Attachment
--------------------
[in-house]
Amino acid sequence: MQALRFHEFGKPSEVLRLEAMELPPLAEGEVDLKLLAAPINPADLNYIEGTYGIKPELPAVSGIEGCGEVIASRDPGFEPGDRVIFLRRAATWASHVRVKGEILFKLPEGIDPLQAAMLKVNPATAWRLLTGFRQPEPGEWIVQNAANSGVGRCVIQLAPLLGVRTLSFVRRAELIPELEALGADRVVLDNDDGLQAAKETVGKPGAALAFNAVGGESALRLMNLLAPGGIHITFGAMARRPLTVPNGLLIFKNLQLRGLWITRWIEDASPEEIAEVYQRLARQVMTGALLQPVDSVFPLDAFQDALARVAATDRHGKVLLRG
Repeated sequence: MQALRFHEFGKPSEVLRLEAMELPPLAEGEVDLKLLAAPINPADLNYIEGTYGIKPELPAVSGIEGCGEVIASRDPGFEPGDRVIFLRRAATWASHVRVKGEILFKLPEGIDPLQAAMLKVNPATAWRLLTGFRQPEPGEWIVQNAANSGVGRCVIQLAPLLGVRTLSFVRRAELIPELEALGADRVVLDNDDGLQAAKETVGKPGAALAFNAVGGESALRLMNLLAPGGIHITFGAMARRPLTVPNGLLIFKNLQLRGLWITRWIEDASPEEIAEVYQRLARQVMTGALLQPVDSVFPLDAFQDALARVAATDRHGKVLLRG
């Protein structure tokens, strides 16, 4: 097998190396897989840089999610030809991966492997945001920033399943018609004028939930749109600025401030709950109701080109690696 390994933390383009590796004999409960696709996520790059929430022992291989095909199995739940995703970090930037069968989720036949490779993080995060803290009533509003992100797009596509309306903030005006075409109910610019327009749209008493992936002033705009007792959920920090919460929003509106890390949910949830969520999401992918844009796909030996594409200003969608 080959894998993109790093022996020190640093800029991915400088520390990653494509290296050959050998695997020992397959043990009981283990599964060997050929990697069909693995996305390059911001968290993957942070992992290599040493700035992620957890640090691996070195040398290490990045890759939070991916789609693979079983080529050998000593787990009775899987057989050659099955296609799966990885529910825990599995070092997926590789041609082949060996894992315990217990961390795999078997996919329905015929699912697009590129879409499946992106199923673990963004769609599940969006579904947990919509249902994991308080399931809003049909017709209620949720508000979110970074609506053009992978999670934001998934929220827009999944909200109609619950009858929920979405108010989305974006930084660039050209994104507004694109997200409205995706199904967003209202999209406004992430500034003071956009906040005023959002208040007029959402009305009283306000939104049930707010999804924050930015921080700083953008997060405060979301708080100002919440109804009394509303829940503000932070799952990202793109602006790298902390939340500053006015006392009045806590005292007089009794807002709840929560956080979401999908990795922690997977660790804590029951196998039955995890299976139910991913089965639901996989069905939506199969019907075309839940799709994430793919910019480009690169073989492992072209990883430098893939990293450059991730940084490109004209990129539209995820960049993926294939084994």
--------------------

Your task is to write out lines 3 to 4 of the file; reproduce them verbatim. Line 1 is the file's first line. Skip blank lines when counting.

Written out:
Repeated sequence: MQALRFHEFGKPSEVLRLEAMELPPLAEGEVDLKLLAAPINPADLNYIEGTYGIKPELPAVSGIEGCGEVIASRDPGFEPGDRVIFLRRAATWASHVRVKGEILFKLPEGIDPLQAAMLKVNPATAWRLLTGFRQPEPGEWIVQNAANSGVGRCVIQLAPLLGVRTLSFVRRAELIPELEALGADRVVLDNDDGLQAAKETVGKPGAALAFNAVGGESALRLMNLLAPGGIHITFGAMARRPLTVPNGLLIFKNLQLRGLWITRWIEDASPEEIAEVYQRLARQVMTGALLQPVDSVFPLDAFQDALARVAATDRHGKVLLRG
């Protein structure tokens, strides 16, 4: 097998190396897989840089999610030809991966492997945001920033399943018609004028939930749109600025401030709950109701080109690696 390994933390383009590796004999409960696709996520790059929430022992291989095909199995739940995703970090930037069968989720036949490779993080995060803290009533509003992100797009596509309306903030005006075409109910610019327009749209008493992936002033705009007792959920920090919460929003509106890390949910949830969520999401992918844009796909030996594409200003969608 080959894998993109790093022996020190640093800029991915400088520390990653494509290296050959050998695997020992397959043990009981283990599964060997050929990697069909693995996305390059911001968290993957942070992992290599040493700035992620957890640090691996070195040398290490990045890759939070991916789609693979079983080529050998000593787990009775899987057989050659099955296609799966990885529910825990599995070092997926590789041609082949060996894992315990217990961390795999078997996919329905015929699912697009590129879409499946992106199923673990963004769609599940969006579904947990919509249902994991308080399931809003049909017709209620949720508000979110970074609506053009992978999670934001998934929220827009999944909200109609619950009858929920979405108010989305974006930084660039050209994104507004694109997200409205995706199904967003209202999209406004992430500034003071956009906040005023959002208040007029959402009305009283306000939104049930707010999804924050930015921080700083953008997060405060979301708080100002919440109804009394509303829940503000932070799952990202793109602006790298902390939340500053006015006392009045806590005292007089009794807002709840929560956080979401999908990795922690997977660790804590029951196998039955995890299976139910991913089965639901996989069905939506199969019907075309839940799709994430793919910019480009690169073989492992072209990883430098893939990293450059991730940084490109004209990129539209995820960049993926294939084994």